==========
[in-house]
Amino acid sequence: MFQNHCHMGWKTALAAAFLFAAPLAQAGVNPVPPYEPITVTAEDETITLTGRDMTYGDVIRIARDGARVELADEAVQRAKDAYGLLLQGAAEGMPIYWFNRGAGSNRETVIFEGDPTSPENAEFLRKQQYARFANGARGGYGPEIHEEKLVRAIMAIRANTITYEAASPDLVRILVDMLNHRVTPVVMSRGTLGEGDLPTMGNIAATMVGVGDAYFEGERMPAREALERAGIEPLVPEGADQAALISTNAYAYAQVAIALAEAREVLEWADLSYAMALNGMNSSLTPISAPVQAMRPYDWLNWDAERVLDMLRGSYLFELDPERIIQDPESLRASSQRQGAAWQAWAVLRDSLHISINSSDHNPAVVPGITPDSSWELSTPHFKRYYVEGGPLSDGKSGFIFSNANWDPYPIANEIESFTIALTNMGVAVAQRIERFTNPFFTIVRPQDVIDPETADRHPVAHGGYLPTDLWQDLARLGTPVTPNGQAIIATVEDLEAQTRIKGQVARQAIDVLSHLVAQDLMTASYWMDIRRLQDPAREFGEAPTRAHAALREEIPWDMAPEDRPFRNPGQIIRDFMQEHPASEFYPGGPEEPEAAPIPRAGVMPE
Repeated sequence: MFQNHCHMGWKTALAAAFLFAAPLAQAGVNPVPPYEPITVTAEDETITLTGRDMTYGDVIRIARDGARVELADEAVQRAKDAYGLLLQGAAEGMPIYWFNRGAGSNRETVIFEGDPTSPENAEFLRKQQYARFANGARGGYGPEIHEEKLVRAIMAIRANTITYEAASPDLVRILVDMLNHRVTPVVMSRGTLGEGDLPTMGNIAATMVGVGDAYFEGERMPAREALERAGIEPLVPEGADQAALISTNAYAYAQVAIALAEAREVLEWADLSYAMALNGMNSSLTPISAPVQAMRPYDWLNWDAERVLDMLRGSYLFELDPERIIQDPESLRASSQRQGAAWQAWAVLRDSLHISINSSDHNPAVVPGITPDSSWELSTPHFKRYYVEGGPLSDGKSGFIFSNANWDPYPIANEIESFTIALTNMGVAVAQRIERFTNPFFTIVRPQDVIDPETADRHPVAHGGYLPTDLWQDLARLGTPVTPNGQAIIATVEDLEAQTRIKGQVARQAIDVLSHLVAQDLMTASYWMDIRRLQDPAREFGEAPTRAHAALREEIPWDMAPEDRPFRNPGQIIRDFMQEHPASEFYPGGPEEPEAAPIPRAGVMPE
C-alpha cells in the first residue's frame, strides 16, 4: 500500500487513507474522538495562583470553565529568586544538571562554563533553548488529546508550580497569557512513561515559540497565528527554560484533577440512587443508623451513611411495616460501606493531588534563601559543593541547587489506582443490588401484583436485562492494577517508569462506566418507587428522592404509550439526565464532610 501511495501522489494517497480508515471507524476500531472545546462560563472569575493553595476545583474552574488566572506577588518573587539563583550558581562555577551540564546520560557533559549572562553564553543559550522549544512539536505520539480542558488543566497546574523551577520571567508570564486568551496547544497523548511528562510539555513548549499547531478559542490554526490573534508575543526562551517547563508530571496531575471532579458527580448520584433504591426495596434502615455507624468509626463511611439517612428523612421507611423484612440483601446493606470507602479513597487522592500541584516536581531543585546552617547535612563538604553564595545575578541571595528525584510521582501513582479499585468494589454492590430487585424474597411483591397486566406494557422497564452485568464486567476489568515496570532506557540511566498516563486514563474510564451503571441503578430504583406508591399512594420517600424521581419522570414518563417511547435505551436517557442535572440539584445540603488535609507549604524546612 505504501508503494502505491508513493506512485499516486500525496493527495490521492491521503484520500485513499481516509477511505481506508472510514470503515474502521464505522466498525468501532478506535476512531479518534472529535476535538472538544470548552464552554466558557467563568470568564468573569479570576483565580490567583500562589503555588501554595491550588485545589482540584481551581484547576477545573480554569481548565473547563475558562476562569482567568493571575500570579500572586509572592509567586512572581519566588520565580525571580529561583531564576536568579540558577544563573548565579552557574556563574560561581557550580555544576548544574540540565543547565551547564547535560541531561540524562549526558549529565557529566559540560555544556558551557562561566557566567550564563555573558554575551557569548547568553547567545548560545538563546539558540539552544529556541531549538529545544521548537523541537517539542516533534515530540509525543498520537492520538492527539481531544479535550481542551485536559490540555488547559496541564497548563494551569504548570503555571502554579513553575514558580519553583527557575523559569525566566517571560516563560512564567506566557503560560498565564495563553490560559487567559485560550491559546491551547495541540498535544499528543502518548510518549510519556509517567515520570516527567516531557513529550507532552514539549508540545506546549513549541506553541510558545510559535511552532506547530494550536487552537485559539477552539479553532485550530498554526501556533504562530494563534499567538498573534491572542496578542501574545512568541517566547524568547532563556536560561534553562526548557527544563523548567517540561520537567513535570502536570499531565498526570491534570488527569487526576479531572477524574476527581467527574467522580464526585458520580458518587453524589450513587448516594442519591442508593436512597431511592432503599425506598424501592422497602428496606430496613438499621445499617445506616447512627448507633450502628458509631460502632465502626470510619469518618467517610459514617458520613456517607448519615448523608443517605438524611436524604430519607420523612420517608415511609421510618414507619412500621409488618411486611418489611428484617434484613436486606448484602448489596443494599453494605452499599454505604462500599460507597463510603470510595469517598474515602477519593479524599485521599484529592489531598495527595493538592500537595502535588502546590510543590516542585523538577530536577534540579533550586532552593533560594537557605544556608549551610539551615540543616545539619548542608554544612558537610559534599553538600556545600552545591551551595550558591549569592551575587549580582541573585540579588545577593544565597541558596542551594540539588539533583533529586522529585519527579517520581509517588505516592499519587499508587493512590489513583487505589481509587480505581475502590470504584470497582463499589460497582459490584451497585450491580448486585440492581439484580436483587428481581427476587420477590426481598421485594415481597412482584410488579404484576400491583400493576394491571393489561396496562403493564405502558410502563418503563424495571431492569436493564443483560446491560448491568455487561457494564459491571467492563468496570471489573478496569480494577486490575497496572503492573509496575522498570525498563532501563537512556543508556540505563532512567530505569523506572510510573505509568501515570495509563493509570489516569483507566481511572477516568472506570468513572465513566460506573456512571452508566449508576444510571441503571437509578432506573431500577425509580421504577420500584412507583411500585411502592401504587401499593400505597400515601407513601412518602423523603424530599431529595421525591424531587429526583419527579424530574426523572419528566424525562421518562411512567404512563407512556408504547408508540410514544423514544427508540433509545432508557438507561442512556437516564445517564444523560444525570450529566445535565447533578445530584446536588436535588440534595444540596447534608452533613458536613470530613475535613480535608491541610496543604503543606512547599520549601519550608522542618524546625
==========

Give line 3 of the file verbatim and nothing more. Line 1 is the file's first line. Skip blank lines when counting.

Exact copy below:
Repeated sequence: MFQNHCHMGWKTALAAAFLFAAPLAQAGVNPVPPYEPITVTAEDETITLTGRDMTYGDVIRIARDGARVELADEAVQRAKDAYGLLLQGAAEGMPIYWFNRGAGSNRETVIFEGDPTSPENAEFLRKQQYARFANGARGGYGPEIHEEKLVRAIMAIRANTITYEAASPDLVRILVDMLNHRVTPVVMSRGTLGEGDLPTMGNIAATMVGVGDAYFEGERMPAREALERAGIEPLVPEGADQAALISTNAYAYAQVAIALAEAREVLEWADLSYAMALNGMNSSLTPISAPVQAMRPYDWLNWDAERVLDMLRGSYLFELDPERIIQDPESLRASSQRQGAAWQAWAVLRDSLHISINSSDHNPAVVPGITPDSSWELSTPHFKRYYVEGGPLSDGKSGFIFSNANWDPYPIANEIESFTIALTNMGVAVAQRIERFTNPFFTIVRPQDVIDPETADRHPVAHGGYLPTDLWQDLARLGTPVTPNGQAIIATVEDLEAQTRIKGQVARQAIDVLSHLVAQDLMTASYWMDIRRLQDPAREFGEAPTRAHAALREEIPWDMAPEDRPFRNPGQIIRDFMQEHPASEFYPGGPEEPEAAPIPRAGVMPE